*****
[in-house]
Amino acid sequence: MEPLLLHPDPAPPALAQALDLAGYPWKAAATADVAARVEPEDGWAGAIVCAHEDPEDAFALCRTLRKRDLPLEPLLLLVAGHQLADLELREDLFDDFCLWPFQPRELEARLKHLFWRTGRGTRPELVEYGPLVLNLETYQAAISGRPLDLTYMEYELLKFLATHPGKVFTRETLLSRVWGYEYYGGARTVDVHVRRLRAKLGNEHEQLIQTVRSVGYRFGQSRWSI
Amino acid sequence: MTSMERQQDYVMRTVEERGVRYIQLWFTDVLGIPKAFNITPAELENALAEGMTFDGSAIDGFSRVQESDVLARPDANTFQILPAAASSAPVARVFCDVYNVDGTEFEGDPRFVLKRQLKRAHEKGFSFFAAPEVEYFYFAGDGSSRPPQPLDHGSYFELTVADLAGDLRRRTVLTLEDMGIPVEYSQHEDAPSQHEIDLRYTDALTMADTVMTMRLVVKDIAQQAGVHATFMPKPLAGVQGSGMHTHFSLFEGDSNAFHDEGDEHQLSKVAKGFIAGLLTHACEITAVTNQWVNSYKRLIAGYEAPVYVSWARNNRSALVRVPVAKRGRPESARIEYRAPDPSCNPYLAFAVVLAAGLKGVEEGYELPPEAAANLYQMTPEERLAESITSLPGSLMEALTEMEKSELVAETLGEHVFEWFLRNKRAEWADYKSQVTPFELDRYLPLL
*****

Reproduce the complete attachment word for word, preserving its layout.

[in-house]
Amino acid sequence: MEPLLLHPDPAPPALAQALDLAGYPWKAAATADVAARVEPEDGWAGAIVCAHEDPEDAFALCRTLRKRDLPLEPLLLLVAGHQLADLELREDLFDDFCLWPFQPRELEARLKHLFWRTGRGTRPELVEYGPLVLNLETYQAAISGRPLDLTYMEYELLKFLATHPGKVFTRETLLSRVWGYEYYGGARTVDVHVRRLRAKLGNEHEQLIQTVRSVGYRFGQSRWSI
Amino acid sequence: MTSMERQQDYVMRTVEERGVRYIQLWFTDVLGIPKAFNITPAELENALAEGMTFDGSAIDGFSRVQESDVLARPDANTFQILPAAASSAPVARVFCDVYNVDGTEFEGDPRFVLKRQLKRAHEKGFSFFAAPEVEYFYFAGDGSSRPPQPLDHGSYFELTVADLAGDLRRRTVLTLEDMGIPVEYSQHEDAPSQHEIDLRYTDALTMADTVMTMRLVVKDIAQQAGVHATFMPKPLAGVQGSGMHTHFSLFEGDSNAFHDEGDEHQLSKVAKGFIAGLLTHACEITAVTNQWVNSYKRLIAGYEAPVYVSWARNNRSALVRVPVAKRGRPESARIEYRAPDPSCNPYLAFAVVLAAGLKGVEEGYELPPEAAANLYQMTPEERLAESITSLPGSLMEALTEMEKSELVAETLGEHVFEWFLRNKRAEWADYKSQVTPFELDRYLPLL